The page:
7. We need to stop using tests as filters.

If kids don’t learn at the same times, then testing them doesn’t really serve an educational purpose. Giving a kid a D because he didn’t learn the full lesson, then moving him on where he will struggle because of that lack makes no sense. It just creates a group of underachievers. And don’t forget the overachievers. The discriminations put in place in childhood last a lifetime. This creates excessive competitiveness in kids and their parents, focusing them on reaching the top of the pile rather than on learning.

Testing does have a place in learning. But wouldn’t it be better to teach a kid until he got it, rather than stigmatize him for life because he didn’t do it on our schedule?

8. We need to stop using tests as the definition of mastery.

Being able to pass a test gives us a lot of useful information, but it does not prove that a kid is able to use the tested knowledge. There are many other ways to define mastery.

9. We need to enlist kids to teach each other.

One of the best ways to learn something is to teach it. A kid who passes a test ought to be able to go the next step and teach what he learned to the next kid. Research has shown than kids actually learn better from their peers than they do from adults. Did you ever wonder how children of immigrants speak English without an accent? They learn from their peers, not their parents.

So if a child tutor benefits from teaching and the child tutee learns better, why don’t we see more of this in modern classrooms. The technique was used a century ago in one-room school houses. What happened?

And think, if you have one teacher with 30 kids, you can multiply the teaching power of that one adult by using kid assistants to help with the teaching. Every kid should have to learn a lesson, then teach the lesson to someone else, before moving on.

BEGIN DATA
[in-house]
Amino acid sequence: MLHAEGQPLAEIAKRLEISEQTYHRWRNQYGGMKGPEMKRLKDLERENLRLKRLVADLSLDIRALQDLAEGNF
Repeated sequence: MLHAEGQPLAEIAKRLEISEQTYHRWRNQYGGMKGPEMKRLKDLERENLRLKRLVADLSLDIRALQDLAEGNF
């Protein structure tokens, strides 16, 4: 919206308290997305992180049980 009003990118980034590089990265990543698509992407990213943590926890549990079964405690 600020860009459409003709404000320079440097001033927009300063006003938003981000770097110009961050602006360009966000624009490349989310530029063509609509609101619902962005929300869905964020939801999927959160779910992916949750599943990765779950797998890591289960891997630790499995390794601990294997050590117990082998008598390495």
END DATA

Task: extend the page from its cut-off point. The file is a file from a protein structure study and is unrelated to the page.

10. We need to reconsider how we teach teachers.

To some extent, we are all natural teachers. We all teach many things to our kids. But there’s more to teaching in a school than natural talent. How do we teach the skills?

For the most part, we don’t. Teacher education doesn’t much prepare a teacher to take over a class. There’s student teaching, but student teaching lasts a short time. And the student teacher has only limited exposure to what really works in the classroom. Then they are on their own.

I would like to see more of an apprenticeship program. A student teacher could become a teacher’s apprentice and make the rounds to several types of classrooms. An apprentice teacher would graduate to become a journeyman teacher and a journeyman teacher would graduate to become a master teacher. Teachers would interact with each other more and they would have a path to advance their careers.

At the same time, let’s get rid of the idea that we need more PhDs in teaching. Every PhD candidate has to come up with some original theory. We have plenty of theories, thank you. We need skills, not theories. Some PhDs are okay. Some research is okay. I’m just talking about the idea that a teacher needs a PhD to advance her career in a school. There needs to be a better way.

Everyone has an opinion on this topic. Let me hear yours. Leave a comment below.

 

Random Blogs I Read and Liked

No Planned Obsolescence in Education

Are Teacher Unions Doomed?

David Sedaris: “I’d rather go to an actual shop. I want beauty in my life. I want charm.”

Here’s what Tesla’s ‘good faith’ patent stance actually means

Advertisements

Leave a Reply

Fill in your details below or click an icon to log in:

WordPress.com Logo

You are commenting using your WordPress.com account. Log Out / Change )

Twitter picture

You are commenting using your Twitter account. Log Out / Change )

Facebook photo

You are commenting using your Facebook account. Log Out / Change )

Google+ photo

You are commenting using your Google+ account. Log Out / Change )

Connecting to %s